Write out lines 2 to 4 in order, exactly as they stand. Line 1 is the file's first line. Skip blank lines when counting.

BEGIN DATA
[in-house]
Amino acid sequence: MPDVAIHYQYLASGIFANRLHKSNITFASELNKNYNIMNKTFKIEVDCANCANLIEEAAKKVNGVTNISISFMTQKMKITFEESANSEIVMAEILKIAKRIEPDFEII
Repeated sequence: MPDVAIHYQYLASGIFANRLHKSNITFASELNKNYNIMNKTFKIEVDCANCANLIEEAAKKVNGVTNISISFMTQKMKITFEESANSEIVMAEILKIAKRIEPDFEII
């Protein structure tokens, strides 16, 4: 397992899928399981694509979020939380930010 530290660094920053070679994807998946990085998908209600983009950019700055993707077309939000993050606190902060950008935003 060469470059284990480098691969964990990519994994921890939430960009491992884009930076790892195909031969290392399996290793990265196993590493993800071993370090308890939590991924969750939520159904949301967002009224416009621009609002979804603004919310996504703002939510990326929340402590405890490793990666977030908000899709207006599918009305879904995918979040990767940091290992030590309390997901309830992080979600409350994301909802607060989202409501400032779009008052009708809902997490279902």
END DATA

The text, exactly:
Amino acid sequence: MPDVAIHYQYLASGIFANRLHKSNITFASELNKNYNIMNKTFKIEVDCANCANLIEEAAKKVNGVTNISISFMTQKMKITFEESANSEIVMAEILKIAKRIEPDFEII
Repeated sequence: MPDVAIHYQYLASGIFANRLHKSNITFASELNKNYNIMNKTFKIEVDCANCANLIEEAAKKVNGVTNISISFMTQKMKITFEESANSEIVMAEILKIAKRIEPDFEII
């Protein structure tokens, strides 16, 4: 397992899928399981694509979020939380930010 530290660094920053070679994807998946990085998908209600983009950019700055993707077309939000993050606190902060950008935003 060469470059284990480098691969964990990519994994921890939430960009491992884009930076790892195909031969290392399996290793990265196993590493993800071993370090308890939590991924969750939520159904949301967002009224416009621009609002979804603004919310996504703002939510990326929340402590405890490793990666977030908000899709207006599918009305879904995918979040990767940091290992030590309390997901309830992080979600409350994301909802607060989202409501400032779009008052009708809902997490279902």